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Discussion Starter · #1 ·
After reading the posts on this forum, along with the links to various articles, it seems that somewhat wider (25 mm or greater) tires would be most appropriate for the majority of riders. There’s a bit of a weight penalty, but it seems like it should be more than offset by the fact that they have lower rolling resistance, along with a smoother ride, durability, etc. So why do most road bikes come equipped with 23s? I’ll guess that they sell more road bikes to recreational riders than racing types, so why not make the wider tires standard equipment?

Is this a marketing issue, or am I missing something else?
 

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What the what???
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JMHO, but I would guess marketing that reflects the top-down approach.

1.) Bike companies develop top-o-the-line bikes for professional riders.
2.) Riders race those bikes.
3.) Consumers watch those races and want/expect to be able to buy the same (or similar) bike.
4.) Bike companies mass produce versions of those bikes to meet that expectation.

The results are bikes that are generally far superior to the vast majority of people who ride them. Personally, I've got an "entry-level" bike that I hope someday to be able to ride to its full potential :). And I swapped out the 23s for a set of 25s...
 

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Still On Steel
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Good answer from Opus, I think. A probable fifth point for his list is that there now exists a chicken/egg situation in which 23s have become the defacto standard size, so the tire manufacturers produce them in huge quantities with a low unit cost, and the bike manufacturers in turn are able to buy 23s at the cheapest possible price if they put them on all their bikes.

I run 25s on my bikes, have done so for years, and agree that most riders would find this size optimal if they'd turn off their Walter Mitty mechanisms long enough to give 25s an objective audition.
 

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A wheelist
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It's monkey see, monkey do. As Opus says, people want what they see the pros riding even though most pros with their skinny tires and their 16 - 24 spoke wheels are the low end of the body fat scale - 2lbs per inch of height for the good climbers. That would make me 136lbs. BwaaaHaaaHaaaa. I'm 34lbs heavier than that. And that's the reason I don't ride silly wheels or tires - 24/28 spoke wheels are fine for me and 25mm tire are great. But you said "There’s a bit of a weight penalty" and that doesn't have to be - my Vittoria Open Corsa Evo CX weigh 210 grams - less than many 23mm tires. I've got some 23mm Michelin Ironman at 226g. Sure the Vitts are a premium price but they let me have my cake and eat it too.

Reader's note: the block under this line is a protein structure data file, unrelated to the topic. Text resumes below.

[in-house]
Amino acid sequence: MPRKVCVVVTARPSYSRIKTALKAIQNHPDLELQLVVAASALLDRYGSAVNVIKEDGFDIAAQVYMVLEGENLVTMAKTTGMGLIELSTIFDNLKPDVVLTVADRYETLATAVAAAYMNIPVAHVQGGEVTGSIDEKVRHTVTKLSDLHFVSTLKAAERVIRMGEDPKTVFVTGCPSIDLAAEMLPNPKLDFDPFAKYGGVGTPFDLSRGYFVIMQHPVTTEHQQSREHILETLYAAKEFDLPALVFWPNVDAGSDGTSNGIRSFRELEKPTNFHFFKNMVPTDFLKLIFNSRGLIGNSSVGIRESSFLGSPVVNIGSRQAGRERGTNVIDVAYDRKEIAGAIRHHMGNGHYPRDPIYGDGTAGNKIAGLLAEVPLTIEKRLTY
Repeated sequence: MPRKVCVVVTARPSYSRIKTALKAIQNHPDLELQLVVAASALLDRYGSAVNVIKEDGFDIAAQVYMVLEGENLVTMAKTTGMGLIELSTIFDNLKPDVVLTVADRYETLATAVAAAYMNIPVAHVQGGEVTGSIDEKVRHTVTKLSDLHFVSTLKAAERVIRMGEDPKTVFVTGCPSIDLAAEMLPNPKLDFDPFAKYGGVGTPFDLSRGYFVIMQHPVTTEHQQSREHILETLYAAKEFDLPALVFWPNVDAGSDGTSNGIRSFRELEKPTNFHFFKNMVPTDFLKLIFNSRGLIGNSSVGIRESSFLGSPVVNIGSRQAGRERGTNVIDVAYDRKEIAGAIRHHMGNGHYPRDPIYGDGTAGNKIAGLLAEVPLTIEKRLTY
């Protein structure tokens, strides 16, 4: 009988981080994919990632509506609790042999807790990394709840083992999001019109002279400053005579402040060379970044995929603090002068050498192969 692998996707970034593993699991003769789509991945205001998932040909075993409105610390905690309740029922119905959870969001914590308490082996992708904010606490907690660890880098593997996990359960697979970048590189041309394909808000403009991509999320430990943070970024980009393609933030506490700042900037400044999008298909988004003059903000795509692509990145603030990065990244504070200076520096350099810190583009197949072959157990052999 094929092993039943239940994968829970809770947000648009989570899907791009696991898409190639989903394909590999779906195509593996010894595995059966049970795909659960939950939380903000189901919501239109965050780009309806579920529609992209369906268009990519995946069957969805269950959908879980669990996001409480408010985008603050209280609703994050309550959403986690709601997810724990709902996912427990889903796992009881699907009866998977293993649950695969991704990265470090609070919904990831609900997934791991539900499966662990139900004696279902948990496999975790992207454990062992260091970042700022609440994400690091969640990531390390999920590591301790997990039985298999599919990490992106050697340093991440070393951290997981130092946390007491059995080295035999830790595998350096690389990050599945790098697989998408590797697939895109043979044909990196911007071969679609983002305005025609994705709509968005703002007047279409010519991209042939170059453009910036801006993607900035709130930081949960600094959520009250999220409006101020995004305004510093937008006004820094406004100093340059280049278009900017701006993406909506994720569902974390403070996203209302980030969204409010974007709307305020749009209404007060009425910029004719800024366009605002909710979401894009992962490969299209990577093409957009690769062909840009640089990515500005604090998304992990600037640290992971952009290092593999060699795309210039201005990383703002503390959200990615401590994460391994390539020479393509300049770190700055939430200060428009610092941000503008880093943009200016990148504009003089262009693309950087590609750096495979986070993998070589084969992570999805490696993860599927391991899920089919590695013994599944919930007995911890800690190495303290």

Plus - any slight weight penalty of any 25mm tires will be easily negated by increased ride comfort and pinch-flat protection.
 

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Do you really think the average Joe that accounts for the majority of bikes sold has any idea what size tires the pros ride or would notice the difference between 25's and 23's on the showroom floor. I certainly don't.

I don't have any answer myself though. Probably 'tradition' that was set at a time when the average weight of someone buying a racing bike was a lot lower than it is now.

I always thought it would be a good idea for a bike companies to invest a little more in the stock tires (regardless of size they generally suck) as a way for their bikes to do better on test rides. It's the most important thing for feel yet they invest the least there (often). Sounds kinda dumb to me.
 

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Hank Stamper said:
Do you really think the average Joe that accounts for the majority of bikes sold has any idea what size tires the pros ride or would notice the difference between 25's and 23's on the showroom floor. I certainly don't.
Maybe not, but I do think the average Joe falls into the "trap" of: thinner/lighter/newer/more expensive = faster = better. In some cases, there may be truth in that. Other considerations, like comfort, tend to be more of priority after the rider has spent some time in the saddle. Again, JMHO.
 

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Discussion Starter · #7 ·
Thanks for the responses – interesting that 25’s seem to be the size of choice.